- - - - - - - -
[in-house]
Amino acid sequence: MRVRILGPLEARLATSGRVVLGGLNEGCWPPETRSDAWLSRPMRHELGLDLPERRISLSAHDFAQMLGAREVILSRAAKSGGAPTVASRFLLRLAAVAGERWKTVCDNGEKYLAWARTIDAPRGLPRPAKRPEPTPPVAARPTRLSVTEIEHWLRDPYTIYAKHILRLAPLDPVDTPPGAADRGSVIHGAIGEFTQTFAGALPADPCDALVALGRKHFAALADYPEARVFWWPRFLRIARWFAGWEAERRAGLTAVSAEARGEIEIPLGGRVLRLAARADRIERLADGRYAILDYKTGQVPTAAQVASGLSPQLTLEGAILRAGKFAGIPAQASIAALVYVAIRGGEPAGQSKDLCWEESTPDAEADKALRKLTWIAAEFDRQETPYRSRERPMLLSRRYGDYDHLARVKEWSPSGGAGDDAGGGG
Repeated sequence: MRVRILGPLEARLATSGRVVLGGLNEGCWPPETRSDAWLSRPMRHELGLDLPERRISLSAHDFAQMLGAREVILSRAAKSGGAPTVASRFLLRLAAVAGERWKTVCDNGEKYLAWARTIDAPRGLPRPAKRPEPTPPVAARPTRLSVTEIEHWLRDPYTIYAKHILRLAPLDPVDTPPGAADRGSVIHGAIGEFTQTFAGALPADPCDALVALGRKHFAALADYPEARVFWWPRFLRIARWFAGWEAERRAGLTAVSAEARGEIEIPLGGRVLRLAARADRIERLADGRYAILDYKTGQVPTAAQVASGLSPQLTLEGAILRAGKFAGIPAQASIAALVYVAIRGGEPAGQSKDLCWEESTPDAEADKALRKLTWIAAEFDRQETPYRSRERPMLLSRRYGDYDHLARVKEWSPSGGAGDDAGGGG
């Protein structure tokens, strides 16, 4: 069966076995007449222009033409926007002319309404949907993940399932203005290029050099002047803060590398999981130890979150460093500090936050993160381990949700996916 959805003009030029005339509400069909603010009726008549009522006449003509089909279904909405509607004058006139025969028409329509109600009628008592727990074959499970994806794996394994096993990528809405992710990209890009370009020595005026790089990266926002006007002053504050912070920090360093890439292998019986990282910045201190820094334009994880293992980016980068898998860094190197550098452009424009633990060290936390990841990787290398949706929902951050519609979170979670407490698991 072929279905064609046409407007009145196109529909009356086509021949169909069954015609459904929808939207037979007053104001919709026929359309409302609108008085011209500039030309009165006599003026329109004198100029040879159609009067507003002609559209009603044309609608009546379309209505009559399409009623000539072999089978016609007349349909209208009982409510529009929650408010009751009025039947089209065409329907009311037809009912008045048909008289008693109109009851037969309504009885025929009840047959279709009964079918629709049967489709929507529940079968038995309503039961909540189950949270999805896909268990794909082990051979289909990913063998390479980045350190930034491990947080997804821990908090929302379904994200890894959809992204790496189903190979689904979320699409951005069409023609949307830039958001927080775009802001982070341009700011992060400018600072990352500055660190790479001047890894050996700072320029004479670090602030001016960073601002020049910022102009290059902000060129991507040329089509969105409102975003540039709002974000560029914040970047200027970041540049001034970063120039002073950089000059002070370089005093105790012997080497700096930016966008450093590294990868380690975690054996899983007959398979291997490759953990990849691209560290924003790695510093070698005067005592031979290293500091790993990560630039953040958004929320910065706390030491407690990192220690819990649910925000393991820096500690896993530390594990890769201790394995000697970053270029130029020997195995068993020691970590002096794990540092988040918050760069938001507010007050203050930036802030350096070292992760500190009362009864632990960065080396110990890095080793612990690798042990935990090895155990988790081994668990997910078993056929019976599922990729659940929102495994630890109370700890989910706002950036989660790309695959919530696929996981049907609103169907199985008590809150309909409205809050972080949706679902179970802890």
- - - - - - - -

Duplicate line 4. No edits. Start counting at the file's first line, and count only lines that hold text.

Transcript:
């Protein structure tokens, strides 16, 4: 069966076995007449222009033409926007002319309404949907993940399932203005290029050099002047803060590398999981130890979150460093500090936050993160381990949700996916 959805003009030029005339509400069909603010009726008549009522006449003509089909279904909405509607004058006139025969028409329509109600009628008592727990074959499970994806794996394994096993990528809405992710990209890009370009020595005026790089990266926002006007002053504050912070920090360093890439292998019986990282910045201190820094334009994880293992980016980068898998860094190197550098452009424009633990060290936390990841990787290398949706929902951050519609979170979670407490698991 072929279905064609046409407007009145196109529909009356086509021949169909069954015609459904929808939207037979007053104001919709026929359309409302609108008085011209500039030309009165006599003026329109004198100029040879159609009067507003002609559209009603044309609608009546379309209505009559399409009623000539072999089978016609007349349909209208009982409510529009929650408010009751009025039947089209065409329907009311037809009912008045048909008289008693109109009851037969309504009885025929009840047959279709009964079918629709049967489709929507529940079968038995309503039961909540189950949270999805896909268990794909082990051979289909990913063998390479980045350190930034491990947080997804821990908090929302379904994200890894959809992204790496189903190979689904979320699409951005069409023609949307830039958001927080775009802001982070341009700011992060400018600072990352500055660190790479001047890894050996700072320029004479670090602030001016960073601002020049910022102009290059902000060129991507040329089509969105409102975003540039709002974000560029914040970047200027970041540049001034970063120039002073950089000059002070370089005093105790012997080497700096930016966008450093590294990868380690975690054996899983007959398979291997490759953990990849691209560290924003790695510093070698005067005592031979290293500091790993990560630039953040958004929320910065706390030491407690990192220690819990649910925000393991820096500690896993530390594990890769201790394995000697970053270029130029020997195995068993020691970590002096794990540092988040918050760069938001507010007050203050930036802030350096070292992760500190009362009864632990960065080396110990890095080793612990690798042990935990090895155990988790081994668990997910078993056929019976599922990729659940929102495994630890109370700890989910706002950036989660790309695959919530696929996981049907609103169907199985008590809150309909409205809050972080949706679902179970802890």